Lent begins March 9, which is Ash Wednesday. All of us Catholics know what this means, we go to mass and get ashes on our foreheads and give something up until Easter.
Ash Wednesday derives its name from the practice of placing ashes on the foreheads of church congregants as a sign of repentance. The ashes used are typically gathered after the Palm Crosses from the previous year’s Palm Sunday are burned. These ashes are sometimes mixed with holy water or oil and then anointed on the forehead in the sign of a cross as a sign of repentance.
In the Roman Catholic Church, Ash Wednesday is typically observed by fasting, abstaining from meat, and repentance. It’s also a day for contemplating one’s transgressions and sins. Roman Catholics between the ages of 18 and 59 are permitted to consume only one full meal, which may be supplemented by two smaller meals, that together should not equal a full meal on Ash Wednesday as a form of fasting.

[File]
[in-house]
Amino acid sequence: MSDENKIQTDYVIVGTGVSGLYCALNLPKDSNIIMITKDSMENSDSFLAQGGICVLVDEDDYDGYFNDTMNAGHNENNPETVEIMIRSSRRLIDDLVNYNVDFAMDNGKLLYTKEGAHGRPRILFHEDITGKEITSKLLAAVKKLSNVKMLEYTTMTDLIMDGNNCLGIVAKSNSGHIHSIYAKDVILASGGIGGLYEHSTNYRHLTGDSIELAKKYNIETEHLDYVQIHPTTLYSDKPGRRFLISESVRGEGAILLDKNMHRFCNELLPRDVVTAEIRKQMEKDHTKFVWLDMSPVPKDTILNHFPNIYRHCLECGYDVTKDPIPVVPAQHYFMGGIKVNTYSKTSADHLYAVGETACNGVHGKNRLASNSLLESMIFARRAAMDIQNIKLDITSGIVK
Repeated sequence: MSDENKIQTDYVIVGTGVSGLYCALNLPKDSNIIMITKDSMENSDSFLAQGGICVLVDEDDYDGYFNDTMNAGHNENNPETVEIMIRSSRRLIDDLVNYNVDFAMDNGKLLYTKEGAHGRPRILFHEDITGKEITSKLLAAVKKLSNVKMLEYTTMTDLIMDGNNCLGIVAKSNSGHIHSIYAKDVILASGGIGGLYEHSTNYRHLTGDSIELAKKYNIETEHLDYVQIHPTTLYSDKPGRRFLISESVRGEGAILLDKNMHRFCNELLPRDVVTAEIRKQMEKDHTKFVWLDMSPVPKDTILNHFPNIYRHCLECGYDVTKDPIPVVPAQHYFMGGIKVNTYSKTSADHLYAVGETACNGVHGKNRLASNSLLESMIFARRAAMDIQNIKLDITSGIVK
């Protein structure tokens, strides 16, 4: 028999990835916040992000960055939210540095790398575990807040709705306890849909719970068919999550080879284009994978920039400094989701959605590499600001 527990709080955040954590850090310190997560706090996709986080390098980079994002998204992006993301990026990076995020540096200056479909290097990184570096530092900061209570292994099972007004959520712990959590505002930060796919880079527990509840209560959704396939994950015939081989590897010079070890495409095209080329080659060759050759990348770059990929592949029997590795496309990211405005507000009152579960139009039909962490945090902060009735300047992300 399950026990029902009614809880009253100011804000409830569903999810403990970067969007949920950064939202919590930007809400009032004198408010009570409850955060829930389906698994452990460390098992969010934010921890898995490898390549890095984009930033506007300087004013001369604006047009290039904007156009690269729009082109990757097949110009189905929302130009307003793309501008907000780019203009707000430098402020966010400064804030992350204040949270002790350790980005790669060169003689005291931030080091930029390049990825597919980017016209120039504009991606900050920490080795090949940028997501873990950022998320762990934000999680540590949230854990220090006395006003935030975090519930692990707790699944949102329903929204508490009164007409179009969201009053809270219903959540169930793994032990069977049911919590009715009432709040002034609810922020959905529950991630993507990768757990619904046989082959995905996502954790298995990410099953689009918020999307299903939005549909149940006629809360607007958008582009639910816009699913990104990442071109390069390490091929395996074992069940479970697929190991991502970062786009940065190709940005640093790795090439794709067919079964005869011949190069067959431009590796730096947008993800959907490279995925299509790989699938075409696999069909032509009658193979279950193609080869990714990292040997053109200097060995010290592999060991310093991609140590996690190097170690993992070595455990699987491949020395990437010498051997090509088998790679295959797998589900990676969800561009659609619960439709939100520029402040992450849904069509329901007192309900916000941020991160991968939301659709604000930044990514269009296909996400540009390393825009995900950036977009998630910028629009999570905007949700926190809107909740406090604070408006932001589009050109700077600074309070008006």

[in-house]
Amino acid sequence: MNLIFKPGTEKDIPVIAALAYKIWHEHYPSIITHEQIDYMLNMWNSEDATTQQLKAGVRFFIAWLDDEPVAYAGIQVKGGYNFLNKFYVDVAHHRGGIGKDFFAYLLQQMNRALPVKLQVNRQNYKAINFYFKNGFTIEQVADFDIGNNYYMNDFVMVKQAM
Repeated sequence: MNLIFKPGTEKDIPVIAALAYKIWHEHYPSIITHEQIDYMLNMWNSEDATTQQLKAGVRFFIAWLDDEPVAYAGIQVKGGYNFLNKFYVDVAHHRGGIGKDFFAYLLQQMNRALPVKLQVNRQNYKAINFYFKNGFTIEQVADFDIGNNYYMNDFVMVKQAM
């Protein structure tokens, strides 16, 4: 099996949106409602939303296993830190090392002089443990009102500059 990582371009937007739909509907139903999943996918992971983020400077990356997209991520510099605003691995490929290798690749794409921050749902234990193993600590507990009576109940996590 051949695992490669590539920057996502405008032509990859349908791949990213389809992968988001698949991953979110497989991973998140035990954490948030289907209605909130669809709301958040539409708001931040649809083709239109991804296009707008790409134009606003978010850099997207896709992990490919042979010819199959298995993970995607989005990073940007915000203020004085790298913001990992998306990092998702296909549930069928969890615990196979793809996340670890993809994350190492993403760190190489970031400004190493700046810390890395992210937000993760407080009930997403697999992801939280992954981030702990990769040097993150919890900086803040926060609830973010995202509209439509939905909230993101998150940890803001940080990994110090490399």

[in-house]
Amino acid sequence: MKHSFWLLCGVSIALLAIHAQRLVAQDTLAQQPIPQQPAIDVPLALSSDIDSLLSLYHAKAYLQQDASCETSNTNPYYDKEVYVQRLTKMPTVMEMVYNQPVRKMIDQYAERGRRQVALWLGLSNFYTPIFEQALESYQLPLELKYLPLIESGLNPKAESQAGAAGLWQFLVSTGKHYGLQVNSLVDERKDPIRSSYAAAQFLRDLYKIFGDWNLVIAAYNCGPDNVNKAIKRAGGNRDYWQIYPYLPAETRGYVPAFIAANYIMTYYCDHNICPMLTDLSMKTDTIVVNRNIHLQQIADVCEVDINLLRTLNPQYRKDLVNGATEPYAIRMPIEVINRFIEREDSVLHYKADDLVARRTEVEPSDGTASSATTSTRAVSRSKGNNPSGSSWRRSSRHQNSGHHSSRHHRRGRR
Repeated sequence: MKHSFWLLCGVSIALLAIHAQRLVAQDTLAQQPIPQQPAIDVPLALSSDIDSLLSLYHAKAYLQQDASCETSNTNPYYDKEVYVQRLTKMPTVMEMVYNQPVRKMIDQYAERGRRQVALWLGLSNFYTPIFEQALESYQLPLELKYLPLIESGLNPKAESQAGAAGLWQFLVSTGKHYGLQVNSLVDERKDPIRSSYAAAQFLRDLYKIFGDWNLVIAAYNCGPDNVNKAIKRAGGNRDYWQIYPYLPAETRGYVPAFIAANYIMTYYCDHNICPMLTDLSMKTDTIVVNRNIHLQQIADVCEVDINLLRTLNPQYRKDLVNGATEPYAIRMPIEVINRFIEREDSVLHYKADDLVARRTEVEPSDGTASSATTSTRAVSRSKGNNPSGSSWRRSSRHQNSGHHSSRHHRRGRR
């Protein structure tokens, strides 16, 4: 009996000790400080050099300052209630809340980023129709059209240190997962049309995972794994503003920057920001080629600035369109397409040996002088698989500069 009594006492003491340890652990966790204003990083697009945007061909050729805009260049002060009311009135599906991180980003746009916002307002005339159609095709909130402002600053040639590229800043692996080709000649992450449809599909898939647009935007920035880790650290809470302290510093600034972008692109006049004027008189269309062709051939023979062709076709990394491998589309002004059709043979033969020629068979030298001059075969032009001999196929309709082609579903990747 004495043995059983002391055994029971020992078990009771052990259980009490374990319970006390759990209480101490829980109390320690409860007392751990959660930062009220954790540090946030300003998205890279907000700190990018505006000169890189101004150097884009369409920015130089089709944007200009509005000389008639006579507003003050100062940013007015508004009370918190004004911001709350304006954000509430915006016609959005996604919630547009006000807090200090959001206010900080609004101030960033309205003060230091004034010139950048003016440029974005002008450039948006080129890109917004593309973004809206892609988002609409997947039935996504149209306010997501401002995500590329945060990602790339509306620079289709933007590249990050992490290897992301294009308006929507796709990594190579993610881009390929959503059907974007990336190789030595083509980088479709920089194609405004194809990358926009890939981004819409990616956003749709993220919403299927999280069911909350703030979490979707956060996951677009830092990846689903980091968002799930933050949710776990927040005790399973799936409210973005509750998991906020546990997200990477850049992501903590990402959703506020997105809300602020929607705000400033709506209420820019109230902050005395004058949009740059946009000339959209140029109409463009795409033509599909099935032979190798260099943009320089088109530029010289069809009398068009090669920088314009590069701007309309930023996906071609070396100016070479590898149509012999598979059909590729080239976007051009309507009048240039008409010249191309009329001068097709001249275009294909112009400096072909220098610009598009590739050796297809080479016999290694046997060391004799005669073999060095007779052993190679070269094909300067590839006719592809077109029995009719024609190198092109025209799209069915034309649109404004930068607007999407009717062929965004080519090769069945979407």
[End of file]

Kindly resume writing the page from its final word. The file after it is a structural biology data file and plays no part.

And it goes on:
Ash Wednesday is very serious for not only Catholics but many different branches of Christianity. So be respectful and remember that it is a holy day for many people.